Gold Ends Higher On Eurozone Concerns; Sheds 0.6% For Week
New York (Oct 24) Gold futures snapped a two-day loss to end higher Friday, on lingering concerns over the health of the eurozone economy, notwithstanding an unexpected improvement in German consumer sentiment in November. However, for the week, gold prices dropped about 0.6 percent.
Nevertheless, the uptick today was weighed down by strong corporate earnings, with some upbeat economic data from U.S., China and the eurozone, amid a strengthening dollar.
Gold prices were also limited with continued speculation about further stimulus from the European Central Bank and an extended run for the low interest regime in the U.S.
The Federal Reserve is all set to announce its latest monetary policy decision next Wednesday. Despite recent upbeat economic data, it is widely speculated that the Fed may not start hiking interest rates any time soon.
Some recent comments from Fed officials also indicate the central bank may delay the end of its asset purchase program until at least the summer of 2015.
Gold for December delivery, the most actively traded contract, gained 2.70 or 0.2 percent to settle at $1,231.80 an ounce on the Comex division of the New York Mercantile Exchange on Friday.
Gold for December delivery scaled an intraday high of $1,234.70 and a low of $1,228.70 an ounce.
On Thursday, gold futures ended down 16.40 or 1.3 percent at $1,229.10 an ounce, losing for a second straight session, as some upbeat corporate earnings reports and economic data from China and the eurozone prompted traders to go for riskier assets. A stronger greenback also weighed on the yellow metal.
The Conference Board's index of leading U.S. economic indicators rose more than anticipated in September. The U.S. Labor Department's report showed initial jobless claims were up last week, albeit by a less than expected margin.
Meanwhile, concerns persisted over the health of eurozone banking industry with reports from Spanish new agency Efe indicating that eleven banks from six eurozone countries are likely to fail the stress tests, with the results due on Sunday.
Holdings of SPDR Gold Trust, the world's largest gold-backed exchange-traded fund, remained unchanged at 749.87 tons on Friday, from its previous close of 751.96 tons.
The dollar index, which tracks the U.S. unit against six major currencies, traded at 85.70 on Friday, down from its previous close of 85.83 late Thursday in North American trade. The dollar scaled a high of 85.91 intraday and a low of 85.54.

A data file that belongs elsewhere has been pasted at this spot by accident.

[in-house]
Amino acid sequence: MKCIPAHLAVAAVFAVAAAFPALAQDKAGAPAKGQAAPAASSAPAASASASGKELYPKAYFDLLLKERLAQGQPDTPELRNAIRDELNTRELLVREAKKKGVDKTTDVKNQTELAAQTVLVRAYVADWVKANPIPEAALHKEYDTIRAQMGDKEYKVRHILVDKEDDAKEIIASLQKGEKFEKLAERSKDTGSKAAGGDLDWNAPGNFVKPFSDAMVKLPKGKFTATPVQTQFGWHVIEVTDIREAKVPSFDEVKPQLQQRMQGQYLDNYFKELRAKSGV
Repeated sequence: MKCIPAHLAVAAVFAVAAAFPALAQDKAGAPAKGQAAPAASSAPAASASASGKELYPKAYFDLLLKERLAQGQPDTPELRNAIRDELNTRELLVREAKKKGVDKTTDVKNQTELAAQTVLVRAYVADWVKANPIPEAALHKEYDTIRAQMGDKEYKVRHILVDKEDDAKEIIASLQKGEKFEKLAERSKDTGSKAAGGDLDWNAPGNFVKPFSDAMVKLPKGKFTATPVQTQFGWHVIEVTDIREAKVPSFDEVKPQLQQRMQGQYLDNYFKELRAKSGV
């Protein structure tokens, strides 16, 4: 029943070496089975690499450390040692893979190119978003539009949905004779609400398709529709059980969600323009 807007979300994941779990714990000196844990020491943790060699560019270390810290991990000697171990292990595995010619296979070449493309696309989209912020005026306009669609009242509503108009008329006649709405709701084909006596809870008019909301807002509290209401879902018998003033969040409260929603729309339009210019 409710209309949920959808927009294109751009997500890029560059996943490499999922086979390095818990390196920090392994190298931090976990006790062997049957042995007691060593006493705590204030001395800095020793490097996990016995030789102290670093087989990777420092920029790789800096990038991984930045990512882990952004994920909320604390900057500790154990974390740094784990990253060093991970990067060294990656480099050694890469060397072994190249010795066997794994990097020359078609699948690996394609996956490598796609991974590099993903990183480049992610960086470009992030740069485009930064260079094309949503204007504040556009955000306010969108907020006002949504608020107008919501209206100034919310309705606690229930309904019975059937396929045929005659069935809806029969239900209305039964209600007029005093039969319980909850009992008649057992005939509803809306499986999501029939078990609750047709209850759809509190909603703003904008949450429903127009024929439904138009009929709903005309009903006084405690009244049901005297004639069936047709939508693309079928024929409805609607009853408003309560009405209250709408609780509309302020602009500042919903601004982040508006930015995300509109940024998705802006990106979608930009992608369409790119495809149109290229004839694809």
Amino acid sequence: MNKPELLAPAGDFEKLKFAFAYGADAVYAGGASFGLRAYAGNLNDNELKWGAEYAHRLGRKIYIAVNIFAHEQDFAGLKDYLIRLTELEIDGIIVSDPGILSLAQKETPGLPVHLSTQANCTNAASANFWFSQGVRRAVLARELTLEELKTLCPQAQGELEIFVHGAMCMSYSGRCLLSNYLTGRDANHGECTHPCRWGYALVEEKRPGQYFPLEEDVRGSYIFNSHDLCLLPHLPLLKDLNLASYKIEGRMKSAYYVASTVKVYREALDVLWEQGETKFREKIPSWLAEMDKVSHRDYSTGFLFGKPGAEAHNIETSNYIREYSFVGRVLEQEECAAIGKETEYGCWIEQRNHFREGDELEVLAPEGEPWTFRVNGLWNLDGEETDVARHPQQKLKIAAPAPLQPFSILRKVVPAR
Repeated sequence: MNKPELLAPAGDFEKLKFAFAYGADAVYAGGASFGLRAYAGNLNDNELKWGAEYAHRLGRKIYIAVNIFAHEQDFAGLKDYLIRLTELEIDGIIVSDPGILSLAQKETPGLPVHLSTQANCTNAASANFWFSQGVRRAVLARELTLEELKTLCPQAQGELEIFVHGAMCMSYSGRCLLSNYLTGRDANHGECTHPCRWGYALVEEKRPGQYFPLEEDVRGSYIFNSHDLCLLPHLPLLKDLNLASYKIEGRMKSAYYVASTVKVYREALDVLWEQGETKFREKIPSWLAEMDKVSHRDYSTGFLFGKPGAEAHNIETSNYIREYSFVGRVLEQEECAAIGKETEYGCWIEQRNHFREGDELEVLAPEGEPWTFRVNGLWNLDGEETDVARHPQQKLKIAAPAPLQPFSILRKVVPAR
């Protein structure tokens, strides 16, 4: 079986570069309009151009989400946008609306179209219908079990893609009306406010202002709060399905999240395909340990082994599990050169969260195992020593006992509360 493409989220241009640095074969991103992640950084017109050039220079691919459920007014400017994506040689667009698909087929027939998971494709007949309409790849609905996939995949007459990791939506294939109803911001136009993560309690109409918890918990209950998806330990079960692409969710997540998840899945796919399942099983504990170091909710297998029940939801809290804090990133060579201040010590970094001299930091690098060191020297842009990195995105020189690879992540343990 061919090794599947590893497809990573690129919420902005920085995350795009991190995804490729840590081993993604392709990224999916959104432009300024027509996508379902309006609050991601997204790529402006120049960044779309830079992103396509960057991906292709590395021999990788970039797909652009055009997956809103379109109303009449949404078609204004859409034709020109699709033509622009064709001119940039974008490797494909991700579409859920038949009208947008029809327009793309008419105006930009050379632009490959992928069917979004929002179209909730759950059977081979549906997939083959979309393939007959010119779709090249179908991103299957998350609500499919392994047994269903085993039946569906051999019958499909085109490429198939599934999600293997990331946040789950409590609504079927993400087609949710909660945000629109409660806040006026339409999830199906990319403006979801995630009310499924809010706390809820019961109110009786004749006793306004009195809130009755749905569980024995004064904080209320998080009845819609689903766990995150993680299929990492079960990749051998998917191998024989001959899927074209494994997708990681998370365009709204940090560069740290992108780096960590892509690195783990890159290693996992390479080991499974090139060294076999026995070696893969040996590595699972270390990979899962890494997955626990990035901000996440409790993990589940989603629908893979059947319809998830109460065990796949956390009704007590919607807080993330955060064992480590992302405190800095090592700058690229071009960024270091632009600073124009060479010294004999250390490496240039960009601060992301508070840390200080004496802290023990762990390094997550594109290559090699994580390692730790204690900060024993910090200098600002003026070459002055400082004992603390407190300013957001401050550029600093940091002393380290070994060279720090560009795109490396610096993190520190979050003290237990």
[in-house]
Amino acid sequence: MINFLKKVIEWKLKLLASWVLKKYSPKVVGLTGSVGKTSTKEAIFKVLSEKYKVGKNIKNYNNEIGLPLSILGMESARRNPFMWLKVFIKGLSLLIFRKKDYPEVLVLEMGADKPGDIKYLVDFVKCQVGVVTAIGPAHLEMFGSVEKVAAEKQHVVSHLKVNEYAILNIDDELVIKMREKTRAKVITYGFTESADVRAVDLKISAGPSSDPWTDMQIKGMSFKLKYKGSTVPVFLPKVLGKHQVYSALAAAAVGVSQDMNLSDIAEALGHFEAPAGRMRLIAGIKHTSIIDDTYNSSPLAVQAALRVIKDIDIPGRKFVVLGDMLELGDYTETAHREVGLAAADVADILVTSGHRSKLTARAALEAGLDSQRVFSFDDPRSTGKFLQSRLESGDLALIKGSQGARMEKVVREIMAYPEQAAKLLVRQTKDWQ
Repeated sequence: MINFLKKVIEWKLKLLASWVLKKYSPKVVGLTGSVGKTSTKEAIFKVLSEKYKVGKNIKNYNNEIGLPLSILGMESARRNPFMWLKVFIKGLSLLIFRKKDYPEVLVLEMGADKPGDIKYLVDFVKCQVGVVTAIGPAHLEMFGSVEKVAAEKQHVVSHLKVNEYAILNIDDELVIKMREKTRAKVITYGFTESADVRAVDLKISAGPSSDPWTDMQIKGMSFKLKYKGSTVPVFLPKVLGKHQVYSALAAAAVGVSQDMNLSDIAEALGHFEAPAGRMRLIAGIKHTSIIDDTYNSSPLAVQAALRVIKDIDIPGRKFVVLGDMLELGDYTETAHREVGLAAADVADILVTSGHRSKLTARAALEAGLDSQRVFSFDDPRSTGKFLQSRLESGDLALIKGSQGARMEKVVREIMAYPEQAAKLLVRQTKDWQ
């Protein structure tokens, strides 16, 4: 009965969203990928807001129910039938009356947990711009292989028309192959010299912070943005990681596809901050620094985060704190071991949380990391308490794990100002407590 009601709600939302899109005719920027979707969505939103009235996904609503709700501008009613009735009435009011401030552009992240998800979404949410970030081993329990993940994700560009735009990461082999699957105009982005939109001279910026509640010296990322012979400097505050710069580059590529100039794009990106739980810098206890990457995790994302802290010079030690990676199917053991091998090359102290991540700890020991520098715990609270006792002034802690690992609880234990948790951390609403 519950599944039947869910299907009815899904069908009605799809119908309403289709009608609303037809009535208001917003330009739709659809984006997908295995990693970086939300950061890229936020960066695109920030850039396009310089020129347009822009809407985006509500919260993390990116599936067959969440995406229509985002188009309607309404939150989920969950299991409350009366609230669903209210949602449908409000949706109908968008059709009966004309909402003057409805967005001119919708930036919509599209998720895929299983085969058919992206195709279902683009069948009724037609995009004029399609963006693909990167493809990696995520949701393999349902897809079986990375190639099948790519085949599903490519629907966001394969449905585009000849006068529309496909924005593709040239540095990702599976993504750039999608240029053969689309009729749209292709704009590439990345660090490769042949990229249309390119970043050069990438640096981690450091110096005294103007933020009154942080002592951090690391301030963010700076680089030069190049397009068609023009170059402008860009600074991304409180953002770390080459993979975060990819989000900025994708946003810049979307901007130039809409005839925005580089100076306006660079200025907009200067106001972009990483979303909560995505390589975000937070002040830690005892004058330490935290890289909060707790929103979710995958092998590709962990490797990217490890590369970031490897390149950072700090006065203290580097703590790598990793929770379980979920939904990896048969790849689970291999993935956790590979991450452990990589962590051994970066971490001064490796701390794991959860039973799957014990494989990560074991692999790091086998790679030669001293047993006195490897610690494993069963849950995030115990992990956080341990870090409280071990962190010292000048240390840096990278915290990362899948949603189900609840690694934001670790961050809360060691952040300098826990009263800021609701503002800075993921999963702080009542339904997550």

The euro trended higher against the dollar at $1.2669 on Friday, as compared to its previous close of $1.2647 late Thursday in North American trade. The euro scaled a high of $1.2695 intraday and a low of $1.2636.
On the economic front, a report from the U.S. Commerce Department showed new home sales to have inched up 0.2 percent to an annualized rate of 467,000 in September from the revised August rate of 466,000. Economists expected new home sales to drop to a rate of 460,000 from the 504,000 originally reported for the previous month.
In economic news from eurozone, German consumer confidence index rose slightly to 8.5 in November, up from 8.4 in the preceding month, a report from market research group GfK showed. The score was forecast to fall to 8.
Elsewhere in Europe, the U.K. economy grew at a slower pace in the third quarter in face of rising uncertainty stemming from global economic conditions, preliminary estimates from the Office for National Statistics Office showed Friday. Gross domestic product climbed 0.7 percent from the second quarter, when it grew 0.9 percent. The sequential growth rate was in line economists' expectations.
As expected, GDP was 3 percent higher in the third quarter compared with the same quarter a year ago. GDP was estimated to be 3.4 percent higher than the pre-economic downturn peak of the first quarter of 2008, ONS said.
There are concerns about about the health of eurozone banking industry with reports from Spanish new agency Efe indicating that eleven banks from six euro zone countries are set to fail the stress tests, with the results due on Sunday.